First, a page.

Wassily Kandinsky, Studie zu Improvisation 3, 1909
I was always critical. I learned to discern what I loved from what I couldn’t stand. I wanted to run away from suburbs and rain. I didn’t like how my mom cleaned the house but my dad never did. I hated how women suffered in literature. I never liked rules, which seemed like they were made to punish children and keep adults anxious. I wanted to live in the city, by myself, in an apartment with white walls, sleeping on a futon, books stacked on the floor, dog curled up beside me. That was my earliest dream.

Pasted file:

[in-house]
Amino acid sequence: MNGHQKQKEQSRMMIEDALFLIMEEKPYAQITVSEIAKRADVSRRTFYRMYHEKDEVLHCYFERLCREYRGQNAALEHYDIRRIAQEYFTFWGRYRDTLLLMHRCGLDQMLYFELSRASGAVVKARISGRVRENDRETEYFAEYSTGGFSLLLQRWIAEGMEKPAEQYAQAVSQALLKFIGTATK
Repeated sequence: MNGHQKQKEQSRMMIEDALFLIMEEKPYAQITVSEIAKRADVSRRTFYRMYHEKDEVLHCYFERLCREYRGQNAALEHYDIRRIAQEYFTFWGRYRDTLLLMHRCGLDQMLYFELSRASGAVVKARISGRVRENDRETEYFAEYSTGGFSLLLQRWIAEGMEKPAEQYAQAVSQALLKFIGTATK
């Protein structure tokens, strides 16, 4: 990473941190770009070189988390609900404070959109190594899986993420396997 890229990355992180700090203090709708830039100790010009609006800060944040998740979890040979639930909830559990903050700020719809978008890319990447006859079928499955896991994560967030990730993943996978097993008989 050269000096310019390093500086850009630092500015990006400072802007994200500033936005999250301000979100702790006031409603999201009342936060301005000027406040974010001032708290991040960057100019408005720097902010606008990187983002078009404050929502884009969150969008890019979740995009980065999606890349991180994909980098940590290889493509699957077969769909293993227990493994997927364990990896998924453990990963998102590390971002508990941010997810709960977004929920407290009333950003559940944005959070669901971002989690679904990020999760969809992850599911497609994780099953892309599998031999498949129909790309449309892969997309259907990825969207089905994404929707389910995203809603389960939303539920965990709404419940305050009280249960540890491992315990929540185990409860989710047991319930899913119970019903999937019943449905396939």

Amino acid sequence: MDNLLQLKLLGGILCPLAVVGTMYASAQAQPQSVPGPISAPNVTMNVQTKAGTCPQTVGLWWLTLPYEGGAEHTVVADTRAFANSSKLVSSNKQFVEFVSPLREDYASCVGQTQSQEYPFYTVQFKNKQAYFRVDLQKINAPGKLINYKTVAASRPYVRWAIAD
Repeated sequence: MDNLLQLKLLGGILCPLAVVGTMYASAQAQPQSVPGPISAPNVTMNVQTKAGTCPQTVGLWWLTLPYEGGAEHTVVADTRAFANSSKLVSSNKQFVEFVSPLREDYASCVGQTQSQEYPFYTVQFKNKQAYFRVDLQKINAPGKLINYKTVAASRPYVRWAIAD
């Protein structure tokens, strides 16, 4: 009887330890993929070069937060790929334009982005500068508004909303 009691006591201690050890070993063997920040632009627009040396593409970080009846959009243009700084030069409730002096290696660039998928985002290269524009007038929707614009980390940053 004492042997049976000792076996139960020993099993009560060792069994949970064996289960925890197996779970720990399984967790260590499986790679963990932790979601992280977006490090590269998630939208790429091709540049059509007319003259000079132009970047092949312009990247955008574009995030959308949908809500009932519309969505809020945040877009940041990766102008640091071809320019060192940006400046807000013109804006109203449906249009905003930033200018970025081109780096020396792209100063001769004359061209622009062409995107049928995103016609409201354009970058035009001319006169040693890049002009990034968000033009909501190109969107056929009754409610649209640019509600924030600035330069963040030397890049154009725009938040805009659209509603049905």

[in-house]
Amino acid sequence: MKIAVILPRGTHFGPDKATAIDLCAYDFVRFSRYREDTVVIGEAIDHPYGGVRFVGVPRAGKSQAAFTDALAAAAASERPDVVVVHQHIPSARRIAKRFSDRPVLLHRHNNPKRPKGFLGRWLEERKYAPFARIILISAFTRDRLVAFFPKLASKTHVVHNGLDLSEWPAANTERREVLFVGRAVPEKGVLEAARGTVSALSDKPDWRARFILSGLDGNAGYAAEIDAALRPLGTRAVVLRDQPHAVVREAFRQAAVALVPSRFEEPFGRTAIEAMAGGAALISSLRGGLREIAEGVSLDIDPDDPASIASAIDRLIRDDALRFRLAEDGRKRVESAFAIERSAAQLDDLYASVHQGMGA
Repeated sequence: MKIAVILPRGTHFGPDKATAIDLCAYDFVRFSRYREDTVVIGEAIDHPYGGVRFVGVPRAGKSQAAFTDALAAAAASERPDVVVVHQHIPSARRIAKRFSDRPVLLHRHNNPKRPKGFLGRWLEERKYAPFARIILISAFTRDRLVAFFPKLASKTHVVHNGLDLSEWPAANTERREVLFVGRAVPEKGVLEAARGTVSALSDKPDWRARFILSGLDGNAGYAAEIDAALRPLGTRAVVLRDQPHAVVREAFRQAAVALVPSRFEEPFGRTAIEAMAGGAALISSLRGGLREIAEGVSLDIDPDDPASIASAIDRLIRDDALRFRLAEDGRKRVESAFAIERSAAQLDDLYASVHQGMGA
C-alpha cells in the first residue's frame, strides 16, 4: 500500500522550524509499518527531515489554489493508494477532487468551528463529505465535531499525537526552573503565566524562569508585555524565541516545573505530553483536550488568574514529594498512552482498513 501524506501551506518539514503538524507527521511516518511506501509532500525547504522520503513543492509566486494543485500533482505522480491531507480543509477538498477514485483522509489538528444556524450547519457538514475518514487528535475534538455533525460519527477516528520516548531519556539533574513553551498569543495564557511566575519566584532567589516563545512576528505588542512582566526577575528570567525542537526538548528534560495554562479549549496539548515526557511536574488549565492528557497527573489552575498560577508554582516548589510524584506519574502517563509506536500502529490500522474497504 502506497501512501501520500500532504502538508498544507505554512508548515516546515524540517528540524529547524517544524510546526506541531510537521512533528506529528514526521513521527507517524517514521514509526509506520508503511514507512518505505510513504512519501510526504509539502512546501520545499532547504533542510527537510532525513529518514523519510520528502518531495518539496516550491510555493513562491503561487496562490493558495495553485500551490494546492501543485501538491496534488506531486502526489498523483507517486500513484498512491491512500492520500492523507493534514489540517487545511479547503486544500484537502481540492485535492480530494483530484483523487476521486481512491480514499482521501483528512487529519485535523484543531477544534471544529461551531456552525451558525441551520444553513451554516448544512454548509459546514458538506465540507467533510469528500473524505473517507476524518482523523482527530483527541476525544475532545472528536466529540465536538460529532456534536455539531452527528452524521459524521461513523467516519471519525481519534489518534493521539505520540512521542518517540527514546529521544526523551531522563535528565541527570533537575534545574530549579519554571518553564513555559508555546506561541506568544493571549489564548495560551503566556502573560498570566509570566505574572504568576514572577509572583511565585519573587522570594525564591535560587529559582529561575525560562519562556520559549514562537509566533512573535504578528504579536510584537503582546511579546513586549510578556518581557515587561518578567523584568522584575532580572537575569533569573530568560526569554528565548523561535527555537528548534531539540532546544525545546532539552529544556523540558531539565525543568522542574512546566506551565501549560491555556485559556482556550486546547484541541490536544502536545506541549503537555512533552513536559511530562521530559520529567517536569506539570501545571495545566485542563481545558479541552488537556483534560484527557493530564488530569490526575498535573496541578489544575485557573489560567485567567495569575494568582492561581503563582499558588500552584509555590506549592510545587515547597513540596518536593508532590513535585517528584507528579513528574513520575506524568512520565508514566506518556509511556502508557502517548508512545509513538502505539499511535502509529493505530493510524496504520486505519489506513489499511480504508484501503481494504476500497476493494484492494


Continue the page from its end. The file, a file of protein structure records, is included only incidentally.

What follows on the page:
It’s still what I want, I think: to live off my creativity without being impoverished, to have a room of my own for writing and reading, to be deeply in love without being abject, to balance solitude and togetherness. I never found a good map for that dream. But I looked for a while. I read all the self-help books. But few of the people writing self-help had the marriage I wanted, the life. I think that’s partially why I became obsessed with novels. I thought fiction writers were particularly observant, that I could figure out something out by reading. I don’t think I was wrong about that.